We have just concluded our fourth week of homeschooling for the year. My class is made up of one Kindergartener, one busy potty-training toddler, and one baby who thinks he wants to climb. There have been too many moments when I am frantically bouncing a crying baby on my hip, while telling June to stop dancing on the table, and simultaneously trying to teach the concept of how a nickel can equal five pennies. Trying to get a five-year-old to sound out her phonograms while her sister is rolling around on the floor pretending to be an injured puppy is an impossible feat. I need three of me.
If there was ever a time to let go of perfectionism, this is it. You probably wouldn’t know it by looking at my house, but I am a super perfectionist. I want everything to be perfect -my home, my meals, my budget, my schedule, my body, my sleep cycles, my diet, my children, my hair, my throw pillows, my attitude, my prayers. I could go on. If anything has been a part of my life, I have pushed it to become perfect. I have tried different ways to mold and refine and create the most perfect schedule or the most perfect menu plan. But as the Lord keeps heaping blessings in my life, I have slowly been learning to let go and open my hands and let things get messy.
In the fifth chapter of Matthew, Jesus reveals something about being truly perfect.
““You have heard that it was said, ‘Love your neighbor and hate your enemy.’ But I tell you, love your enemies and pray for those who persecute you, that you may be children of your Father in heaven. He causes his sun to rise on the evil and the good, and sends rain on the righteous and the unrighteous. If you love those who love you, what reward will you get? Are not even the tax collectors doing that? And if you greet only your own people, what are you doing more than others? Do not even pagans do that? Be perfect, therefore, as your heavenly Father is perfect.”
“Be perfect, as your heavenly Father is perfect.” I want to be perfect and I think I know how. I have a lot of pins on Pinterest that look perfect to me. I want things organized and scheduled and beautiful. I want good behavior always rewarded and bad behavior punished. But that is not what Christ is talking about when He says to be perfect. I am wrong. He says that being perfect like the Father means that we are loving those who do not love us. It means that we are greeting people who do not greet us. It means rain falls on the righteous and the unrighteous. Being perfect doesn’t mean that we have found a life balance that is fair and easy and simple. Being perfect means that we are loving enemies and rejoicing in suffering and smiling in the midst of the toddler chaos. It means that we are showering love and kindness and mercy where it is deserved and where it is not.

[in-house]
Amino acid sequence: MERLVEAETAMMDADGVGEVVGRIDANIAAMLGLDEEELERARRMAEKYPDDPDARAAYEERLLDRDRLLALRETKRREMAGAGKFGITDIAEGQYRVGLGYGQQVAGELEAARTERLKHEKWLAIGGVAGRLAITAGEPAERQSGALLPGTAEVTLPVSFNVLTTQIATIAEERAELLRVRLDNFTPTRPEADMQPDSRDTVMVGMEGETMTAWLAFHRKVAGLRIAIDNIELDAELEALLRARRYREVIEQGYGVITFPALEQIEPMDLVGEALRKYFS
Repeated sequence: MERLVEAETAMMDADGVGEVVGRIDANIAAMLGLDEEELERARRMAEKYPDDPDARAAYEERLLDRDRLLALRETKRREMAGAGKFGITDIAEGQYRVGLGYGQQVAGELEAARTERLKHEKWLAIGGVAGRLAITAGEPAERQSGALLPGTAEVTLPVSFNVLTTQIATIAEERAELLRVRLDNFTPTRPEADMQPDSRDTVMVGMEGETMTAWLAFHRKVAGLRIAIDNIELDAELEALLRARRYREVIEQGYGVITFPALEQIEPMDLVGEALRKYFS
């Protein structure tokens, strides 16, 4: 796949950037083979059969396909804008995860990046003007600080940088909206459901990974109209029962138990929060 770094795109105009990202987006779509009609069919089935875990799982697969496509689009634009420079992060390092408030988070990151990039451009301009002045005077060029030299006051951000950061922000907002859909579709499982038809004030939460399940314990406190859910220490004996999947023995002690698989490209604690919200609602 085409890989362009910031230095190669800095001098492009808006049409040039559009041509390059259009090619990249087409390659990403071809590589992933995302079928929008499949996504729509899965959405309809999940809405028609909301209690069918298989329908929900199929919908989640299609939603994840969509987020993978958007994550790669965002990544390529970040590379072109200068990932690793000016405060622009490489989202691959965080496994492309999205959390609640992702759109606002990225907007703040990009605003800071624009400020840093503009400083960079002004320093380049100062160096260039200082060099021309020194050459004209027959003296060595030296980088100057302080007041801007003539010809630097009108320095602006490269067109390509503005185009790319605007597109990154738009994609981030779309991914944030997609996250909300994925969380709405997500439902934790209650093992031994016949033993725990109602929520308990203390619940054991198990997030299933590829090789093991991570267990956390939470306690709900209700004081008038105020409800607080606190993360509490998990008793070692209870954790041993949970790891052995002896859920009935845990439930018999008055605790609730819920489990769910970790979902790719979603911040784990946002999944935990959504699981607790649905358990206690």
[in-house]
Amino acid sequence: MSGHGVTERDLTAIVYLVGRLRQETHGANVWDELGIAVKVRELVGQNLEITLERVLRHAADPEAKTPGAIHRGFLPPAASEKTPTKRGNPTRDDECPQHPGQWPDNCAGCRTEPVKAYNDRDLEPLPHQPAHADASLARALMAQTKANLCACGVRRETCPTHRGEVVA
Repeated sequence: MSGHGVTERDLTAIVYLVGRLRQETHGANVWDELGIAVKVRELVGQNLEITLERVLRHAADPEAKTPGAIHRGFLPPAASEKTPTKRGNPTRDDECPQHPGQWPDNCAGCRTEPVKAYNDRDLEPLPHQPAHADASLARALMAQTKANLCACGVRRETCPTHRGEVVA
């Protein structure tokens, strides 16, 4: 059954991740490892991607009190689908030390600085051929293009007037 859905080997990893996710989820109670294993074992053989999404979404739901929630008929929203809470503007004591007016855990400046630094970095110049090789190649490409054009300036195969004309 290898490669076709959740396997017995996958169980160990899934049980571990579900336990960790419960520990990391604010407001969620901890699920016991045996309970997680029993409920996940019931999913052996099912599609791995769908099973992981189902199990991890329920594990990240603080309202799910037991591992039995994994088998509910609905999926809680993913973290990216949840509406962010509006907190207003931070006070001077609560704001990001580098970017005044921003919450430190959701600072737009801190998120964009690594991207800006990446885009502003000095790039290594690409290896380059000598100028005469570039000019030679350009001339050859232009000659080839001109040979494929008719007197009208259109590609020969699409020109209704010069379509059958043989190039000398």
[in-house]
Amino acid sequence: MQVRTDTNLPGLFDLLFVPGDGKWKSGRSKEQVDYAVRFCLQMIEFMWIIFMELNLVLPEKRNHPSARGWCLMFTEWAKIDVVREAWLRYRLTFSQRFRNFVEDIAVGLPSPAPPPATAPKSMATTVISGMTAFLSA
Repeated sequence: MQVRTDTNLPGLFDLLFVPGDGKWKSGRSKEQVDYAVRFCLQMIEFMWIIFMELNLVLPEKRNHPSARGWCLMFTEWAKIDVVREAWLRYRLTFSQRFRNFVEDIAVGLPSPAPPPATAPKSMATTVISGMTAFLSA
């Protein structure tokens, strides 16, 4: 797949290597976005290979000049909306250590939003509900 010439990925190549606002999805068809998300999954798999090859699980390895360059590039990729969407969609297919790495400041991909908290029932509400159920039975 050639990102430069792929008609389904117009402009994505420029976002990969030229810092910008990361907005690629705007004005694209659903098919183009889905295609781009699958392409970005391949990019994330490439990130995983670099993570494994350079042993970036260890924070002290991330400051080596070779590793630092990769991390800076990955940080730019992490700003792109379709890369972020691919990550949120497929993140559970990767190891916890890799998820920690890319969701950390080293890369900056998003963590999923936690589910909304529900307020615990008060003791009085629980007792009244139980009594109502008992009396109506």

Jesus spent His ministry healing people, making their bodies perfect. One time the disciples asked him whose sin had caused a man to become blind at birth. Jesus answered “Neither has this man sinned, nor his parents: but that the works of God should be made manifest in him.” Perfection is Christ turning our disabilities into glory.
In Matthew 19, Jesus says to the rich young ruler “If thou wilt be perfect, go and sell that thou hast, and give to the poor, and thou shalt have treasure in heaven: and come and follow me.” Perfection is giving up all we have for the sake of Christ.
Colossians 3:14 says “And above all these things put on love, which is the bond of perfectness.” Perfection is loving one another.
Living a perfect life has very little to do with figuring out a perfect homeschooling method. Perfection means accepting what the Lord has given with contentment, letting His glory be made manifest through my own weakness. Perfection means giving away my own life for others. Perfection means showing love. Perfection means working as hard as a I can to keep the house clean, but being perfectly happy to let the children pull out all the playdough again. Perfection means creating a schedule that will help the family, but graciously laying it aside when the baby starts cutting a tooth.
I offer my life to the Father every Lord’s Day, and I want my offering to be perfect, spotless, without blemish. I consider it a good week if the schedule seemed to work and the house stayed clean and I managed to keep the refrigerator full. I am wrong. Can’t I let Christ be the only one with a perfect life that he gave as the spotless sacrifice? Being perfect means that I move aside, I raise my open hands to the Lord and let go of my life so that Christ can be perfect, and I can find my perfection in partaking in His blood. I say with David every week and every day “God is my strength and power: and he makes my way perfect.” (2 Samuel 22:33)